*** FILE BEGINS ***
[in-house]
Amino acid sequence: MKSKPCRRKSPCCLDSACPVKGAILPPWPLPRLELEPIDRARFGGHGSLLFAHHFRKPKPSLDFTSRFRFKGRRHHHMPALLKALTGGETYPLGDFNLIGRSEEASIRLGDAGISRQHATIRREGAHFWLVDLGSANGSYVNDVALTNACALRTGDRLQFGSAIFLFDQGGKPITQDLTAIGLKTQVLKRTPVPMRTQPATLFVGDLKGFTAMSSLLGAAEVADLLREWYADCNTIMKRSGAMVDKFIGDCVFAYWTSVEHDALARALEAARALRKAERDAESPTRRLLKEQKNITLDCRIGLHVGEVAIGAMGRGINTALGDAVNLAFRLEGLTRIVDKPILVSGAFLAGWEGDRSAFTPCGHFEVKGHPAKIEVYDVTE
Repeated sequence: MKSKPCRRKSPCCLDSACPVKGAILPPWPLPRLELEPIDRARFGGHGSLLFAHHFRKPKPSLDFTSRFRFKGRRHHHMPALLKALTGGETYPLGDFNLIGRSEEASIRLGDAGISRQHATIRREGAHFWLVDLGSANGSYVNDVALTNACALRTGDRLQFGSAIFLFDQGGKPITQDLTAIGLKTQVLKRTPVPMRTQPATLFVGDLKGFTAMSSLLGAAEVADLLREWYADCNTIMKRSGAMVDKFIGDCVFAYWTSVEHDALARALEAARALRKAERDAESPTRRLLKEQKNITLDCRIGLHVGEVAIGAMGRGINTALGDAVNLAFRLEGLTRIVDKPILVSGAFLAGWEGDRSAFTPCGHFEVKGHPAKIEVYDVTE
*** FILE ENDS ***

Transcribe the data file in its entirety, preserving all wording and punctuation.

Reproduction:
[in-house]
Amino acid sequence: MKSKPCRRKSPCCLDSACPVKGAILPPWPLPRLELEPIDRARFGGHGSLLFAHHFRKPKPSLDFTSRFRFKGRRHHHMPALLKALTGGETYPLGDFNLIGRSEEASIRLGDAGISRQHATIRREGAHFWLVDLGSANGSYVNDVALTNACALRTGDRLQFGSAIFLFDQGGKPITQDLTAIGLKTQVLKRTPVPMRTQPATLFVGDLKGFTAMSSLLGAAEVADLLREWYADCNTIMKRSGAMVDKFIGDCVFAYWTSVEHDALARALEAARALRKAERDAESPTRRLLKEQKNITLDCRIGLHVGEVAIGAMGRGINTALGDAVNLAFRLEGLTRIVDKPILVSGAFLAGWEGDRSAFTPCGHFEVKGHPAKIEVYDVTE
Repeated sequence: MKSKPCRRKSPCCLDSACPVKGAILPPWPLPRLELEPIDRARFGGHGSLLFAHHFRKPKPSLDFTSRFRFKGRRHHHMPALLKALTGGETYPLGDFNLIGRSEEASIRLGDAGISRQHATIRREGAHFWLVDLGSANGSYVNDVALTNACALRTGDRLQFGSAIFLFDQGGKPITQDLTAIGLKTQVLKRTPVPMRTQPATLFVGDLKGFTAMSSLLGAAEVADLLREWYADCNTIMKRSGAMVDKFIGDCVFAYWTSVEHDALARALEAARALRKAERDAESPTRRLLKEQKNITLDCRIGLHVGEVAIGAMGRGINTALGDAVNLAFRLEGLTRIVDKPILVSGAFLAGWEGDRSAFTPCGHFEVKGHPAKIEVYDVTE